Genre: Science Fiction
Publisher: Simon and Schuster
Book Review by Steven Sawicki
Have you read this book?
Strange Secrets presents a collection of paranormal phenomena; UFO’s, Telepathy, Crop Circles, Cattle Mutilation, Noah’s Ark, Witchcraft, etc., and links them to government documents. Initially I thought this was one more book by a bunch of oddballs who were going to use esoteric information to try to push the idea that all this stuff is real. Instead, Redfern and Roberts present government documentation that, while referencing said phenomena, do not particularly encourage any sense that the government was covering things up.
What is perhaps the most illuminating revelation that you come away from the book with is that the government was interested in, and investigated, so many of these phenomena in a serious fashion. In some cases you can argue that national defense was involved while in others you have to chalk it up to simple curiosity.
No where is this more evident than in the section on Noah’s Ark, or, as it is called in the documentation, the Ararat Anomaly. For those unfamiliar with it, the Ararat Anomaly refers to something which was photographed near the top of Mount Ararat in Turkey. It happened in 1949 when an Air Force plane, on a classified mission, took photographs of the 17,000 foot high Mount Ararat. Some of the photographs showed what appeared to be the image of a large structure protruding from an ice cap. Other photos, taken on a different side of the mountain, showed what appeared to be other, unidentified structures sticking out of the ice.
As the years passed other flights took other pictures and the objects were seen, on and off, with the naked eye. What makes all this even more unusual is the CIA involvement. Evidently, for reasons unstated and unknown, the CIA took an interest in this anomaly and opened a file. The DIA, Defense Intelligence Agency, also got involved. In documents the DIA makes a request of the CIA for information about Noah’s Ark to which the CIA replies that they have studied the anomaly and that no evidence of an ark can be discerned from the photos.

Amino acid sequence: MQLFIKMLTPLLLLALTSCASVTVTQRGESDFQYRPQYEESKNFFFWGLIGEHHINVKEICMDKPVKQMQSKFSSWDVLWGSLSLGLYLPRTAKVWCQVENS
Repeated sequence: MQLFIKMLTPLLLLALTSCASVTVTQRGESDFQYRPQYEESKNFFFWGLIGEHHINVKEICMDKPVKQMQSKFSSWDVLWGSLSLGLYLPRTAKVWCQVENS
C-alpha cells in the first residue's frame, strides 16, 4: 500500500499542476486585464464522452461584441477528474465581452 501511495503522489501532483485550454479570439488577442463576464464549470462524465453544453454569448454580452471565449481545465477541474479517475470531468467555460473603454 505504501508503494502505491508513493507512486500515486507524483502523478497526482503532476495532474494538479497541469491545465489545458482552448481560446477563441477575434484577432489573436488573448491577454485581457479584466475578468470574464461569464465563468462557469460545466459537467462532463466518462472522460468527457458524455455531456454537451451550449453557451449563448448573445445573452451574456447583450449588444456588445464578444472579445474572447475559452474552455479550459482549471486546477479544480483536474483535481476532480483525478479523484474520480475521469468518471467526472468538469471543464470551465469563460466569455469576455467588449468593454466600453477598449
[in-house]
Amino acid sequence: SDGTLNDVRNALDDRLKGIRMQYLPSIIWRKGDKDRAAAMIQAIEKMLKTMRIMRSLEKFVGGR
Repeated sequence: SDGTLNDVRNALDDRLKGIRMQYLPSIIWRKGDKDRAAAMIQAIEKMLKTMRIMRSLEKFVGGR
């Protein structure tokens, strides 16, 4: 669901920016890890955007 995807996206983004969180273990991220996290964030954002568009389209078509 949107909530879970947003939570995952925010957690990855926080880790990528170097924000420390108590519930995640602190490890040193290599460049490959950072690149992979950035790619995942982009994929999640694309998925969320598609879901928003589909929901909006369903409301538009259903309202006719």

From 1974 through 1994 the CIA is questioned by various members of Congress and other agencies and repeatedly states that no evidence of an ark is visible. The documents that Redfern and Roberts quote from were secured under the Freedom of Information Act as well as the British Government’s Thirty Year Ruling and are real documents. Redfern and Roberts take care to present sections of the documents that relate to the phenomena in question and don’t try to draw conclusions from partial phrases or interpret what they think was meant. Everything is pretty straightforward.
This treatment is given to every phenomena whether it be the Loch Ness Monster, dowsing detectives or Soviet Psychics. It’s a fascinating glimpse into the workings of government intelligence agencies, which must, by definition, be curious about many things. Still, you have to wonder why the CIA is interested in Noah’s Ark and why British Intelligence wants to know more about Nessie. The book is a bit dry, what with Redfern and Roberts pretty much sticking to the facts and not getting involved in a lot of commentary other than to give facts as to specific documents backgrounds or to lay the factual basis behind the creation of said documents.
Anyone hoping for an expose of government cover-up or the final proof, in document form, of the existence of paranormal and other phenomena will need to look elsewhere. Most of the evidence that Redfern and Roberts presents works in the other direction. While it would certainly be foolish to state that none of these things every existed or don’t exist it becomes much more plausible when you understand two things: The documentation does more to lay these things to rest as either man-made or natural phenomena and the sheer scope of individuals involved, as based on the documents, puts the kibosh on any sense that there’re huge secrets being kept. There are simply too many people involved in these things for them to remain unknown.